Great soccer is really driven by a combination of two elements – speed and technique. And while some people are naturally born talented, these two primary skills can be successfully grown through smart regular practice. Here are some tips to help improve speed and technique in young soccer players.
There are two kinds of speed: that of the mind and that of the body. Speed of the mind is all about the ability of a player to quickly understand and evaluate a situation during play and then to react promptly and appropriately. Speed of the body refers to the ability of a player to move those muscles quickly!
Speed of the mind is increased as players become more familiar with the game, and can be improved through both practise and observation. So watching matches both live and on television are great ways to hone that understanding of the game. However, practice is really the key. This can be formal during coached practice time, or out and about with other children during backyard play. Kids learn the right angles to pass from and how to run effectively as they increase the speed of their minds.
Speed of the body is improved through working out. Exercises that focus on agility and coordination are the key to improving soccer skills. Star jumps, timed obstacle exercises, quick feet drills, and exercises that increase and decrease acceleration are great for improving physical speed.
Soccer-specific skills are what build effective technique in young players. As players master technique they can begin to add speed to the mix. However, mastery of a skill is essential before speed can be increased! Players can have a lot of fun creating their own techniques in order to put their own spin on the game. Keeping practice varied keeps children interested and excited about working on their technique.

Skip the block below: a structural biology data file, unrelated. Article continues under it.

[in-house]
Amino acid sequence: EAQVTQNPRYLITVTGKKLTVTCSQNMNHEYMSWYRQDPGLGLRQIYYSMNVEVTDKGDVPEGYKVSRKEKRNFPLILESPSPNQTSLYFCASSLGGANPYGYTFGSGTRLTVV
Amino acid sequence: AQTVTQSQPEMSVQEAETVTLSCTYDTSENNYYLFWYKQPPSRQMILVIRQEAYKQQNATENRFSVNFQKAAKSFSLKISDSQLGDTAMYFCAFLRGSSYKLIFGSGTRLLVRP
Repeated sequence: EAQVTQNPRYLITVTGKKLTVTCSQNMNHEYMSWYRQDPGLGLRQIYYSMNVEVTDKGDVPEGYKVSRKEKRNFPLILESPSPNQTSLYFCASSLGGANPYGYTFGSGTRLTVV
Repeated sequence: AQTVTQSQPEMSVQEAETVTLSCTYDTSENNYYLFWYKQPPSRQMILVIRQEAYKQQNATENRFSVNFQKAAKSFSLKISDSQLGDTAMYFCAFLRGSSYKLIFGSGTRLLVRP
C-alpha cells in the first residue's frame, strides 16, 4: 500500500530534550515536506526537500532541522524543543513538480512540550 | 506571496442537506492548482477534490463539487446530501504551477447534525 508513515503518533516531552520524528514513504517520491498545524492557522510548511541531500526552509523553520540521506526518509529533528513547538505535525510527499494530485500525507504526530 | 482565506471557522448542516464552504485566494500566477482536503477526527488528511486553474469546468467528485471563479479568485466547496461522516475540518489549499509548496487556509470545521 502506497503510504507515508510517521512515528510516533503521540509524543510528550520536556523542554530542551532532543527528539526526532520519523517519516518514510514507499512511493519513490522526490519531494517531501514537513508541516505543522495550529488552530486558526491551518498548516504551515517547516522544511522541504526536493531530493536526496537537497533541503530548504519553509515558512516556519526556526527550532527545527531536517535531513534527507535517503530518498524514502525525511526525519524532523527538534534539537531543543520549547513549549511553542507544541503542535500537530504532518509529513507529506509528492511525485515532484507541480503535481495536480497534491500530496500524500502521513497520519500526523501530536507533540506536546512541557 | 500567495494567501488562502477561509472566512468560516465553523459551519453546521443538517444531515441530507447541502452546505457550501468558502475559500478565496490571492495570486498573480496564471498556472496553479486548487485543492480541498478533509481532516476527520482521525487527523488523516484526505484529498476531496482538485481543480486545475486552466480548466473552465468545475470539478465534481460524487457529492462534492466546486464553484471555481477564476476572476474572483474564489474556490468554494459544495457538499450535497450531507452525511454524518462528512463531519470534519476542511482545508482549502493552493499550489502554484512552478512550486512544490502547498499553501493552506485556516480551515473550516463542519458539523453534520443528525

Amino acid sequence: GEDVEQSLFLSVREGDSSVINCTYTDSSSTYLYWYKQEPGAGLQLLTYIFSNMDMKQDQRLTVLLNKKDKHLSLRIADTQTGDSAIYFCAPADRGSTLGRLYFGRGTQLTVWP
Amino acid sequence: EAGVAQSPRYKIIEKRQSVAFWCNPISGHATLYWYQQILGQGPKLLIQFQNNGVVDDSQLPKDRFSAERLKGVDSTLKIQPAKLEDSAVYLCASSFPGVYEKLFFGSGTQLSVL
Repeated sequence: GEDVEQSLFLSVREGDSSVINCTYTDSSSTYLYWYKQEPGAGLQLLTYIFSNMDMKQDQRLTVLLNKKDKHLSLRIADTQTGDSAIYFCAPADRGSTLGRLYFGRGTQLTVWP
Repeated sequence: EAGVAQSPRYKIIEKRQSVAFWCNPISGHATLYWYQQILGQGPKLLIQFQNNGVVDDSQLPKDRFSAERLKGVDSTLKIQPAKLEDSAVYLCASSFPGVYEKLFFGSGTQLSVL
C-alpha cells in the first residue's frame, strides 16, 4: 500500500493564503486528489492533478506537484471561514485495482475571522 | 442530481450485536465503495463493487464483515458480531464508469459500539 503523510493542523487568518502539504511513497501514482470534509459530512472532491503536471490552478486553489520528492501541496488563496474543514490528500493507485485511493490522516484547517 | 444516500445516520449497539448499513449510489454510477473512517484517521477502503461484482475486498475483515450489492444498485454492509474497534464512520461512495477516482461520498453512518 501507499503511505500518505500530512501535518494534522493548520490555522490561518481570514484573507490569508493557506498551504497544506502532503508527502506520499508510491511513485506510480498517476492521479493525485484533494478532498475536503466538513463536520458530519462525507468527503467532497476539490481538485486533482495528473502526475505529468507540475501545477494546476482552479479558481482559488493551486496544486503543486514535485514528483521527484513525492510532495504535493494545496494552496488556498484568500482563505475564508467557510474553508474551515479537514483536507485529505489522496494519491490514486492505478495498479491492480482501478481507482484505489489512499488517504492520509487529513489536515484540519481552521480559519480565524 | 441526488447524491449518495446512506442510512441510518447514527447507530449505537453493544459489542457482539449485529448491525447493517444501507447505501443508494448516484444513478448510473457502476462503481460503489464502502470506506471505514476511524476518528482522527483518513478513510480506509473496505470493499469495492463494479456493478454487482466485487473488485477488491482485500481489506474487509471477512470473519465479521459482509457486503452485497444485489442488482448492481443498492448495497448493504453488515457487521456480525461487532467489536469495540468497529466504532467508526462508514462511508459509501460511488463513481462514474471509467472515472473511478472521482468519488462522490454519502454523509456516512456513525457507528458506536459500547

The three essential techniques for successful soccer are passing, dribbling, and juggling. Here are some ways to help hone each.
Juggling is vertical. It involves keeping the ball in the air and off the ground with the feet. Players will find that they have much more effective control of the ball when they practise this technique regularly. It’s a challenge, but a fun one, and one that looks fantastic once kids get good at it!
Dribbling is horizontal. It involves keeping control of the ball while it’s on the ground. Kids can practise this with a tennis ball around the house, turning around hard corners, and passing to family members. With this method kids can have lots of fun, learn to bounce lightly off the walls, and around obstacles!
Passing is going back and forth between two players and is an essential skill. One technique here is to mark three spots on a vertical surface and to practise kicking to each mark from 4-5 metres away. Then move back as the player gets more capable.